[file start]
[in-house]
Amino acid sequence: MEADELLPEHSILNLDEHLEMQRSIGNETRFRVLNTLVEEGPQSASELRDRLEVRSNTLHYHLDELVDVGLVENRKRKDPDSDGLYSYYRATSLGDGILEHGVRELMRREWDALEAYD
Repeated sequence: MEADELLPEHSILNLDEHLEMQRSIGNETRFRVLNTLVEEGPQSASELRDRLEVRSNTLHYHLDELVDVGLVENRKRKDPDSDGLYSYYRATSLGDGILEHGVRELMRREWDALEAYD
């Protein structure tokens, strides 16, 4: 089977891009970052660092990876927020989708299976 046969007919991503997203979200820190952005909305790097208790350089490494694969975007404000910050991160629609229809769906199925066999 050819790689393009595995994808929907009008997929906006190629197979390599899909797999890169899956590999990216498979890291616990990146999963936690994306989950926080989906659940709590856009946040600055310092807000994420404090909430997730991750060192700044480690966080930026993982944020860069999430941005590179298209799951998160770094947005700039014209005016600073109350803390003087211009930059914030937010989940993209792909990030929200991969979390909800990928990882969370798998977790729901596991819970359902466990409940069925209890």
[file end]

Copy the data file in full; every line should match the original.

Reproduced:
[in-house]
Amino acid sequence: MEADELLPEHSILNLDEHLEMQRSIGNETRFRVLNTLVEEGPQSASELRDRLEVRSNTLHYHLDELVDVGLVENRKRKDPDSDGLYSYYRATSLGDGILEHGVRELMRREWDALEAYD
Repeated sequence: MEADELLPEHSILNLDEHLEMQRSIGNETRFRVLNTLVEEGPQSASELRDRLEVRSNTLHYHLDELVDVGLVENRKRKDPDSDGLYSYYRATSLGDGILEHGVRELMRREWDALEAYD
């Protein structure tokens, strides 16, 4: 089977891009970052660092990876927020989708299976 046969007919991503997203979200820190952005909305790097208790350089490494694969975007404000910050991160629609229809769906199925066999 050819790689393009595995994808929907009008997929906006190629197979390599899909797999890169899956590999990216498979890291616990990146999963936690994306989950926080989906659940709590856009946040600055310092807000994420404090909430997730991750060192700044480690966080930026993982944020860069999430941005590179298209799951998160770094947005700039014209005016600073109350803390003087211009930059914030937010989940993209792909990030929200991969979390909800990928990882969370798998977790729901596991819970359902466990409940069925209890």